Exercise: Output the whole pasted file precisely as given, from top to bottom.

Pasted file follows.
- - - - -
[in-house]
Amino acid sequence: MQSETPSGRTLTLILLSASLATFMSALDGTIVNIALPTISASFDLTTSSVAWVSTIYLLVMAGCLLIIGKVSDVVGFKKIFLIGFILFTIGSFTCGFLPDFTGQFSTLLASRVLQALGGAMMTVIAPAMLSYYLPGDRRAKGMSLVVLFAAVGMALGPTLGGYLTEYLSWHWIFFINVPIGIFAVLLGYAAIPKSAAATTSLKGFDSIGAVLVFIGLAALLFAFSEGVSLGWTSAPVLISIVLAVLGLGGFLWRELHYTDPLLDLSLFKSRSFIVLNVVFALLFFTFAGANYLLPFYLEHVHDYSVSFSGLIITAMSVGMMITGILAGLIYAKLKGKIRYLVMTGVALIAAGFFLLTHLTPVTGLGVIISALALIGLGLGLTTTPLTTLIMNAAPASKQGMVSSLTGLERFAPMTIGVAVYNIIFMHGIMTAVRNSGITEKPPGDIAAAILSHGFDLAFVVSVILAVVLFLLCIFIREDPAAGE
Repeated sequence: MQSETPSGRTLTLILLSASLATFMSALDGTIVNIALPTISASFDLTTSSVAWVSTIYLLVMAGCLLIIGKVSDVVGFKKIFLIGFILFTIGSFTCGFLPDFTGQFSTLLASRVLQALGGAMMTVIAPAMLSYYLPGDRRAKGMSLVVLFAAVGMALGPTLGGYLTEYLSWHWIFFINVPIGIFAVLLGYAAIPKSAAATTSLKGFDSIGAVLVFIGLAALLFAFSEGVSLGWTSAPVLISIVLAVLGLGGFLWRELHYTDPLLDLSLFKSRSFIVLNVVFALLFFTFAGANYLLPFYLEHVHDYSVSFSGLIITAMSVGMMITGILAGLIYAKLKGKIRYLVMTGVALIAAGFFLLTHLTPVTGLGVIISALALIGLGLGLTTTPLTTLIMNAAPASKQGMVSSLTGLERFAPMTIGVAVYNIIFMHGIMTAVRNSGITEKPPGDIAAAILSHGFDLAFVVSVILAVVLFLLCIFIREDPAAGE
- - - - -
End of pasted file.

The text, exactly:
[in-house]
Amino acid sequence: MQSETPSGRTLTLILLSASLATFMSALDGTIVNIALPTISASFDLTTSSVAWVSTIYLLVMAGCLLIIGKVSDVVGFKKIFLIGFILFTIGSFTCGFLPDFTGQFSTLLASRVLQALGGAMMTVIAPAMLSYYLPGDRRAKGMSLVVLFAAVGMALGPTLGGYLTEYLSWHWIFFINVPIGIFAVLLGYAAIPKSAAATTSLKGFDSIGAVLVFIGLAALLFAFSEGVSLGWTSAPVLISIVLAVLGLGGFLWRELHYTDPLLDLSLFKSRSFIVLNVVFALLFFTFAGANYLLPFYLEHVHDYSVSFSGLIITAMSVGMMITGILAGLIYAKLKGKIRYLVMTGVALIAAGFFLLTHLTPVTGLGVIISALALIGLGLGLTTTPLTTLIMNAAPASKQGMVSSLTGLERFAPMTIGVAVYNIIFMHGIMTAVRNSGITEKPPGDIAAAILSHGFDLAFVVSVILAVVLFLLCIFIREDPAAGE
Repeated sequence: MQSETPSGRTLTLILLSASLATFMSALDGTIVNIALPTISASFDLTTSSVAWVSTIYLLVMAGCLLIIGKVSDVVGFKKIFLIGFILFTIGSFTCGFLPDFTGQFSTLLASRVLQALGGAMMTVIAPAMLSYYLPGDRRAKGMSLVVLFAAVGMALGPTLGGYLTEYLSWHWIFFINVPIGIFAVLLGYAAIPKSAAATTSLKGFDSIGAVLVFIGLAALLFAFSEGVSLGWTSAPVLISIVLAVLGLGGFLWRELHYTDPLLDLSLFKSRSFIVLNVVFALLFFTFAGANYLLPFYLEHVHDYSVSFSGLIITAMSVGMMITGILAGLIYAKLKGKIRYLVMTGVALIAAGFFLLTHLTPVTGLGVIISALALIGLGLGLTTTPLTTLIMNAAPASKQGMVSSLTGLERFAPMTIGVAVYNIIFMHGIMTAVRNSGITEKPPGDIAAAILSHGFDLAFVVSVILAVVLFLLCIFIREDPAAGE